Since the weight is less than 1 ton and CBM is greater than weight of the shipment hence it will be considered as the basis for calculation of freight cost. Freight Cost = 125*15 = $1875
Since weight of the shipment exceeds 1 ton and CBM value is less than the weight of the shipment hence weight will be considered as the basis for calculation of freight cost. Freight Cost = 7*15 = $105
In an air shipment the CBM calculation remains the same, but the freight is charged on gross weight or volume weight (after multiplying CBM by DIM factor) -- whichever is higher. The DIM factor generally used in Air freight is 1:6000, or divide 1 CBM (if dimensions are measured in meters) by 0.006 to get volume weight in KGs.
Volume weight is important for calculating air freight, as lighter shipments consuming more space cannot be charged a lower amount as compared to someone who is sending a heavier shipment. Both actual weight and volume weight when taken into account help in accurate pricing for air shipments.
For example, If the dimensions of a package are 2m length, 2m height, and 2m width while its gross weight is 500kgs. And the freight forwarder has given you a quote of $1.5 per Volume weight or Gross weight whichever is higher. CBM = 222 = 8 CBM Volume weight for an air cargo = 8/0.006 = 1333.33 KGs
Volume Weight > Gross Weight, hence volume weight will be considered for calculating air freight cost, i.e 1.5*1333 = $1999.5
Generally, one needs to calculate the CBM of the consignment as well as the container. Standard containers are generally available in 3 sizes- 20ft, 40ft, and 45ft and the dimensions for the variants are as follows:
The fashion industry is one of the most frequent users of both air as well as ocean freight routes to transport raw materials, equipment, and final products across the world. While exporting garments, companies pack them up in cartons that are smartly designed not to take up a lot of space, and easily stacked on top of each other.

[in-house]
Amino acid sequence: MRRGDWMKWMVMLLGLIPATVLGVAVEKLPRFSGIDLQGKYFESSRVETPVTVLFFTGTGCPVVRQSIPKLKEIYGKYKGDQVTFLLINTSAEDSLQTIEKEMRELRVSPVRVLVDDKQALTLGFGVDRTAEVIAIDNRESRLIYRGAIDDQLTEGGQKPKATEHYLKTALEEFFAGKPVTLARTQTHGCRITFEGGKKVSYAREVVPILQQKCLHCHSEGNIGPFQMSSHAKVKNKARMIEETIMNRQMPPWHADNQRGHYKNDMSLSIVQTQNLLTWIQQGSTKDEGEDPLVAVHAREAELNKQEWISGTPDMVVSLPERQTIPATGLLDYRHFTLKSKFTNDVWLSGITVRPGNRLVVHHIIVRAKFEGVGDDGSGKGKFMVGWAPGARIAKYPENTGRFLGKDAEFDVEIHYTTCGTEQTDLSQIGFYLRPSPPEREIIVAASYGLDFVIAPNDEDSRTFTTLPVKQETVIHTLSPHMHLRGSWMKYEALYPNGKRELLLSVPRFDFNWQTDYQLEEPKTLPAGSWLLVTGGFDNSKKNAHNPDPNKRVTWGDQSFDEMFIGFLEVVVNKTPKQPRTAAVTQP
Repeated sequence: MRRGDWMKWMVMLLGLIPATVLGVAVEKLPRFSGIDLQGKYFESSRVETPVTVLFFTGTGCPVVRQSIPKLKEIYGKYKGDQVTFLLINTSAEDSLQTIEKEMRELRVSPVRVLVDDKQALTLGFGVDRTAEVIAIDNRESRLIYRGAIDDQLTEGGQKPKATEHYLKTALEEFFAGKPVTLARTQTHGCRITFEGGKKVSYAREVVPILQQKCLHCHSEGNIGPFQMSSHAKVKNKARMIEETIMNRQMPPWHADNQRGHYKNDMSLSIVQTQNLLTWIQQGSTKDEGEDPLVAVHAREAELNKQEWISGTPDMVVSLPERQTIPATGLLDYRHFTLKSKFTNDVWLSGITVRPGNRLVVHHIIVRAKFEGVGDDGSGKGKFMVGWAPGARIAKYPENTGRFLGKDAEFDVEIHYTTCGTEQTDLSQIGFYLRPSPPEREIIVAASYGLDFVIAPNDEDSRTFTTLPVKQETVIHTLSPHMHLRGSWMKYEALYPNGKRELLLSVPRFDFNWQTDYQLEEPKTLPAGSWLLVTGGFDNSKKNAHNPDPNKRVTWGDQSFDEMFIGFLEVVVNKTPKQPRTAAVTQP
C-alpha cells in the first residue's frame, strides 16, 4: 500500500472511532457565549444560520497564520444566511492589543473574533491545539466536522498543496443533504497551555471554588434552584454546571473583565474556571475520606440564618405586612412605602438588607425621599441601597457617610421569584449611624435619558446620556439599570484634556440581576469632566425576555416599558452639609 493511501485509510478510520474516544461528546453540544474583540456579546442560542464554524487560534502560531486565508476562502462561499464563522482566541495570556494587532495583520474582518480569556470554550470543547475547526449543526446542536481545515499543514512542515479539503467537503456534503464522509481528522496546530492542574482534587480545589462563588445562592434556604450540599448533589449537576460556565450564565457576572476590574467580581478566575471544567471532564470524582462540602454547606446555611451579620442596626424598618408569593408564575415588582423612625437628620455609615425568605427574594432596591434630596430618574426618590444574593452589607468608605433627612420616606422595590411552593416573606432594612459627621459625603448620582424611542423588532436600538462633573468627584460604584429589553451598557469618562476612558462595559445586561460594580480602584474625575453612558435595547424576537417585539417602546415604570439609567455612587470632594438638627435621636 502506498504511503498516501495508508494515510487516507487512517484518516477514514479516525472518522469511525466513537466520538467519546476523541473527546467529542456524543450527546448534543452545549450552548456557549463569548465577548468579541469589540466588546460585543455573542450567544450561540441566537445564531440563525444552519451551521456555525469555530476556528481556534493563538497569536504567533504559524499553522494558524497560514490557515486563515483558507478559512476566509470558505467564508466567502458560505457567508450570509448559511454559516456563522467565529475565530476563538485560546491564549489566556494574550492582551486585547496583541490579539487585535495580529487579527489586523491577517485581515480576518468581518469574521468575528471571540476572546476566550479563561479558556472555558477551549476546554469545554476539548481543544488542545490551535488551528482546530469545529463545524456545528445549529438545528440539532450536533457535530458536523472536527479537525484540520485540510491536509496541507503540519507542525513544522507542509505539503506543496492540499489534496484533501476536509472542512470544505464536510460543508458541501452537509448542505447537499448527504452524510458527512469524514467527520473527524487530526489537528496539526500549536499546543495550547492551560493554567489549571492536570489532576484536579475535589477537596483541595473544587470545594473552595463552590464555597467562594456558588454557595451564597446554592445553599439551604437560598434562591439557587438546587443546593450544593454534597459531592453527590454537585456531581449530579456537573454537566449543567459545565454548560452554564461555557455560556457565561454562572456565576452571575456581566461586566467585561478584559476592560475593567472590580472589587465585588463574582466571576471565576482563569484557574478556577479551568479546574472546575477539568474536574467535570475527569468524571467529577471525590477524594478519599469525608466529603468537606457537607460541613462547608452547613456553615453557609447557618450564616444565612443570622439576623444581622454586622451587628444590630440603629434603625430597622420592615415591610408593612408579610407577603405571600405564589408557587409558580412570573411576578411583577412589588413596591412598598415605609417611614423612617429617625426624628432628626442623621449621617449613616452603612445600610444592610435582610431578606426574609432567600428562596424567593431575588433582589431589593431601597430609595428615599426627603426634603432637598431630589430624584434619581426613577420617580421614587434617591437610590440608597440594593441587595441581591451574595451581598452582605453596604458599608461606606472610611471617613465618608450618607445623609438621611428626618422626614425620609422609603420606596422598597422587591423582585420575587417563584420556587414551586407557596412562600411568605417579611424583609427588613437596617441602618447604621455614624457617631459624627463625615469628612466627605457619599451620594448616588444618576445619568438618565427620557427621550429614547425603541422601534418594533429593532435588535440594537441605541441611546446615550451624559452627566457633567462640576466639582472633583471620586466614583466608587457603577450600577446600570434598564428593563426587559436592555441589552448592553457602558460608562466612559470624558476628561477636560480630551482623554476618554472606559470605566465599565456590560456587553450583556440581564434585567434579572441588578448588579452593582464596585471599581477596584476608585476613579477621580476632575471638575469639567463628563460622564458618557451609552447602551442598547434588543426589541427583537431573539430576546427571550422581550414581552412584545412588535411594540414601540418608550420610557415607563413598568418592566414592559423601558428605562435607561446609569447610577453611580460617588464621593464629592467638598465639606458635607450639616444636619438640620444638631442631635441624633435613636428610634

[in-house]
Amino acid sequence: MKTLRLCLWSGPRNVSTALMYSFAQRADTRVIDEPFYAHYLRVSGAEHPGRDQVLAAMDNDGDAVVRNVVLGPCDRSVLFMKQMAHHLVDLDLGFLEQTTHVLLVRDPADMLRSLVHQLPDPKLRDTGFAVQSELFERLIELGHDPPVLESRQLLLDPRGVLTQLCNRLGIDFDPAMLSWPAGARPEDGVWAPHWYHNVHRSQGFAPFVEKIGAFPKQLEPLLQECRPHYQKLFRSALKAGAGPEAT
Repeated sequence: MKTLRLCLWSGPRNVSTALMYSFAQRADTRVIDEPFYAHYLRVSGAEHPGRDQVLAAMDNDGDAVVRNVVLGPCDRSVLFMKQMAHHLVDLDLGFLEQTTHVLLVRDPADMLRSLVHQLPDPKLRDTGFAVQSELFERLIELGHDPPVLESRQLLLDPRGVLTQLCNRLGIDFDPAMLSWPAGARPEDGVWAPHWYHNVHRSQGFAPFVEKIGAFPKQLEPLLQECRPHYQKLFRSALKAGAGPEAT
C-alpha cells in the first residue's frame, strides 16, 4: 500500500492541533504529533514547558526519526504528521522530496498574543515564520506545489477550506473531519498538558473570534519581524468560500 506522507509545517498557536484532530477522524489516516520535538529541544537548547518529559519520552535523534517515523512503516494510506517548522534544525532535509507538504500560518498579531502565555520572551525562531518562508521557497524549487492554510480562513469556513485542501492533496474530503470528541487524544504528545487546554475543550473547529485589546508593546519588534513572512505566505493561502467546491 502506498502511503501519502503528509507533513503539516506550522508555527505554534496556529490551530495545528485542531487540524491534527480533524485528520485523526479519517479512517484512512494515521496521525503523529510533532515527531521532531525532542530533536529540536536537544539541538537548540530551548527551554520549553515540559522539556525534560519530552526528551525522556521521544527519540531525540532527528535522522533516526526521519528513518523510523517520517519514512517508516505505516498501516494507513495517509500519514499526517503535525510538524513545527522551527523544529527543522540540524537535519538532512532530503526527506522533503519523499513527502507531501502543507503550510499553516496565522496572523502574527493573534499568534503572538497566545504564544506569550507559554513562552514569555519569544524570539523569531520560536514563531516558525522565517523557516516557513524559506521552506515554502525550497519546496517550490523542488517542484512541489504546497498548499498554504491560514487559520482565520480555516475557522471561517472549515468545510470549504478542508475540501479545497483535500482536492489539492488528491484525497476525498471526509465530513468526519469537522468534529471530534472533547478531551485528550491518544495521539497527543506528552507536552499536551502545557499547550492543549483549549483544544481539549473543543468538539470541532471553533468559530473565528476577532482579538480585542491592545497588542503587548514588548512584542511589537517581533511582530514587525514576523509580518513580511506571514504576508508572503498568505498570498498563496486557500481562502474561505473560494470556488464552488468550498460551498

Once the garments are packed in standard cartons, calculating their CBM becomes very easy. Just putting the accurate measures of all the dimensions in the below formula would give you the total CBM for your package.
Length of the carton (m) X Breadth of the carton (m) X Height of the carton (m) X Number of cartons in the package = Total CBM of the package
Considering an assumption, kg (of mass) to CBM (of volume) - the SI derived unit for volume is the cubic meter.
Note: Rounding errors may occur, so always check the results according to your apt figures.
1 inch is 0.0254 meters. So if the individual measurement of your package is in inches, make sure you multiply each one of them with 0.0254, and then proceed to calculate the CBM.
However, if you have already measured your package in terms of cubic inches, no need to go back and convert the individual dimensions again. Just use the formula given below to convert cubic inches to cubic meters.
Pallets are the small wooden platforms upon which packages are stacked up inside the containers so that the goods suffer from no damage during their movement.